Hang on! Today’s entertainment has been co-opted by La Ronde, a flash fiction experiment plus diabolique. It originated here in the genius mind of Patricia Arlene Abbott. Each story features someone experiencing green-eyed and occasionally murderous jealousy. The next author has one week to write a story from the point of view of the object of that jealousy. And on and on.
Eight authors have gone before me, each dragging the concept to lower lows and higher highs, and introducing more characters than a Robert Altman movie. Last week, Nigel’s story was so good I was sleepless with dread. Could I add another chapter to La Ronde?
To prepare yourself, read the other stories, listed here. And now….
Knocked Out Loaded
“Tim, lighten up. So you got a little flying eyeball concussion.”
“Hey, Patrice, you weren’t there.” Tim felt for his keys, got nothing. “Fuck! Andrea!”
He didn’t bother covering the mouthpiece of the phone or getting out of his personal assistant’s way as she inched her way around him, keys jangling.
Patrice was his—what the hell was Patrice, anyway? His agent? Pimp? Owner? Tim’s head really hurt, especially the soft spot where that apple freak had clocked him with a glass eye. Tim was beginning to think he should have stayed in the hospital. But that was Patrice—Tim in the hospital wasn’t Tim on stage.
“You lost some hair. You’re fine.” Patrice said. “LA’s waiting for you.”
“Fuck you. The tour’s over.” Tim clicked off the phone and pushed past Andrea into his apartment. “Andrea! Get me a goddamn beer!”
Patrice had another gambit. She always had another way to get what she wanted. Three hours later, after Andrea had filled his prescriptions, sucked him off and ordered in Pad Thai, his cell phone buzzed.
“Baby yourself.” Tim sat up in bed, despite his splitting head. India’s delicious breath fuzzed the tinny ear of her cell’s microphone.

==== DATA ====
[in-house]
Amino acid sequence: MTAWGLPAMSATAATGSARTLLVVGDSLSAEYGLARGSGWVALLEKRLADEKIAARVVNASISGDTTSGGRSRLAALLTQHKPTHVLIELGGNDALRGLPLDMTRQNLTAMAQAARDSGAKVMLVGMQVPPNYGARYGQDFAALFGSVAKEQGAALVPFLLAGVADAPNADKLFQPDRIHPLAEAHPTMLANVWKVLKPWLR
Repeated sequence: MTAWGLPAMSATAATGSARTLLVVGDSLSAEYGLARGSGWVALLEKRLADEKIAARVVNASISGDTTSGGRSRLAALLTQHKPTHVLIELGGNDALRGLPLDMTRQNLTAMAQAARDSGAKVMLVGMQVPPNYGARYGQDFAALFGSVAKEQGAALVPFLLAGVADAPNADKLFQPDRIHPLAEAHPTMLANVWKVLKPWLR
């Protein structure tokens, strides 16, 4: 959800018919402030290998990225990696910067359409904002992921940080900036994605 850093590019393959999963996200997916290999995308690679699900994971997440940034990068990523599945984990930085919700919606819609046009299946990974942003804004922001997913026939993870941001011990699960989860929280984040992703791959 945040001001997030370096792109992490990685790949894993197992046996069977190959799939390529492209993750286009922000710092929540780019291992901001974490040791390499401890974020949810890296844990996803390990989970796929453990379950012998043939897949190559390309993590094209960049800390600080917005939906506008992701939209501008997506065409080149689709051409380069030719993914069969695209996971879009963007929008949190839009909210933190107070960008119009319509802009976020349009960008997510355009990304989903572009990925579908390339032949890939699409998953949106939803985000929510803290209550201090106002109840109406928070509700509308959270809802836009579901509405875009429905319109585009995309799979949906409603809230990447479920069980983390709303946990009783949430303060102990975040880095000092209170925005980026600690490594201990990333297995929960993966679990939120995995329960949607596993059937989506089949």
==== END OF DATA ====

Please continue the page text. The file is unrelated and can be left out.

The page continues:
“Are you going to make LA tomorrow?” she asked.
“Patrice call you?” He sighed. Damn, Patrice had more strings than a harp. He couldn’t remember what Patrice had on La Hamilton but it must be something choice. The girl had been visible lately, her husband dead and all that. Yet she was making a bitch call for Patrice, trying to get the Kellys back on tour.
“No, baby, I just want to see you.”
“Right.” In the kitchen Andrea was rattling dishes. “Why don’t you come here?”
“I got shit to deal with. My dog’s at the vet.”
“Baby, you’re no fun. I just got out of the hospital.” Tim lowered his voice. “I need you.”
“You don’t know me well enough to need me,” India replied. “Come to LA and I promise you will.”
She clicked off. Patrice was too fucking clever. She knew Tim too well.
The oxy put him out and he wasn’t fully awake until Andrea was wheeling him into the first class lounge at Kennedy the next morning.
“Our lord and master!” said Stuart from behind a bottle of Cristal. “Nice of you to fucking make it.”
Tim peeled his eyes open to look at the band. Stuart, Brent, Blue. They all looked like they belonged in different movies. Blade Runner, Lonesome Dove and the New York Dolls. Except that wasn’t a movie, was it? He couldn’t remember. Tim wondered what movie he looked like and then realized he was in a wheelchair wearing Uggs, his painted coat and a trucker hat.
“Are you going to be all right?” asked Andrea, placing his guitar on the floor at his feet. With her nervous little mouse face she didn’t even look human. He liked that about her.